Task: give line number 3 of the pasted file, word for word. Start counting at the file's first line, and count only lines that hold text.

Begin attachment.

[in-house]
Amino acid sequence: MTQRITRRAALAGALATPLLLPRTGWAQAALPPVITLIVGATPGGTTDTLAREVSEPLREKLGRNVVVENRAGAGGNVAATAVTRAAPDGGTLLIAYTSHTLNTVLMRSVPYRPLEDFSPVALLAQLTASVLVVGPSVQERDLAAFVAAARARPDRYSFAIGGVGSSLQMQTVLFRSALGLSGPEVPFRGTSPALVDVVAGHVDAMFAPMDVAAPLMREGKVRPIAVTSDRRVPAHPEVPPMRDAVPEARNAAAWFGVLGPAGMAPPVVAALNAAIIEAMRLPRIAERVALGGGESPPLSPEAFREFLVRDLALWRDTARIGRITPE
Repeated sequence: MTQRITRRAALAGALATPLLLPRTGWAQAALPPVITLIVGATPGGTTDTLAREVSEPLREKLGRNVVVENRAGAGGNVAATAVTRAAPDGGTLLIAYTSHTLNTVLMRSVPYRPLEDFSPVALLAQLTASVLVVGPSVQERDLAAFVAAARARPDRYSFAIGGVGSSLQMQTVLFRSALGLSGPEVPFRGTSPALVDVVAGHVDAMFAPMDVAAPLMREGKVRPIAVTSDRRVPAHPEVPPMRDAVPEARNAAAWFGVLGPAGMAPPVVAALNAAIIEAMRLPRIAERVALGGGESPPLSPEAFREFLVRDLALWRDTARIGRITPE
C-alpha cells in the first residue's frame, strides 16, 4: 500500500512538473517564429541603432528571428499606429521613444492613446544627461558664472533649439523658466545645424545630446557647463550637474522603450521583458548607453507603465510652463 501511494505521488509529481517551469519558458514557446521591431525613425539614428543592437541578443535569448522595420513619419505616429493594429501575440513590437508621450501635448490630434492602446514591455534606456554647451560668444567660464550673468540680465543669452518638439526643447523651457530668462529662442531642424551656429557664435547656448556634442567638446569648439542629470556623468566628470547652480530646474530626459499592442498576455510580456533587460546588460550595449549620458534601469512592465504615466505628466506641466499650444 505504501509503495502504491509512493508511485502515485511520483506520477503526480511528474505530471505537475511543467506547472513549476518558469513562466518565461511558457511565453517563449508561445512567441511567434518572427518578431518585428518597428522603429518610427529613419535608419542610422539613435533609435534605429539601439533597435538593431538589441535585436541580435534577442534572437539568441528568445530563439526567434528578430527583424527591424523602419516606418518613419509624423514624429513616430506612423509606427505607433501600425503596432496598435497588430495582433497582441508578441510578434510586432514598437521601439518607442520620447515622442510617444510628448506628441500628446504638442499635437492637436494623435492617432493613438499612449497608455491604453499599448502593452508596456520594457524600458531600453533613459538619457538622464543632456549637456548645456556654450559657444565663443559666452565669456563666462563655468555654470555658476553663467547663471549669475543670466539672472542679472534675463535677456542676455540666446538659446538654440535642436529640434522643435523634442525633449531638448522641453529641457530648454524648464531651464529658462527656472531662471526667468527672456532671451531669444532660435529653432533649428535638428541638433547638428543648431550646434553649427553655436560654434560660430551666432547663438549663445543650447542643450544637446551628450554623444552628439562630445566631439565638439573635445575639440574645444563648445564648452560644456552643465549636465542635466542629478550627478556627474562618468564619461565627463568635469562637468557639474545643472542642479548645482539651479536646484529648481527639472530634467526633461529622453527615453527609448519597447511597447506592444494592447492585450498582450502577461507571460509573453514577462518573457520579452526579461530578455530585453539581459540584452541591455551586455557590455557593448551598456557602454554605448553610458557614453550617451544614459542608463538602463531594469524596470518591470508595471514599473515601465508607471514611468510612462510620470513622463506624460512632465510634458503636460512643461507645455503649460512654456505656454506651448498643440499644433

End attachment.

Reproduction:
Repeated sequence: MTQRITRRAALAGALATPLLLPRTGWAQAALPPVITLIVGATPGGTTDTLAREVSEPLREKLGRNVVVENRAGAGGNVAATAVTRAAPDGGTLLIAYTSHTLNTVLMRSVPYRPLEDFSPVALLAQLTASVLVVGPSVQERDLAAFVAAARARPDRYSFAIGGVGSSLQMQTVLFRSALGLSGPEVPFRGTSPALVDVVAGHVDAMFAPMDVAAPLMREGKVRPIAVTSDRRVPAHPEVPPMRDAVPEARNAAAWFGVLGPAGMAPPVVAALNAAIIEAMRLPRIAERVALGGGESPPLSPEAFREFLVRDLALWRDTARIGRITPE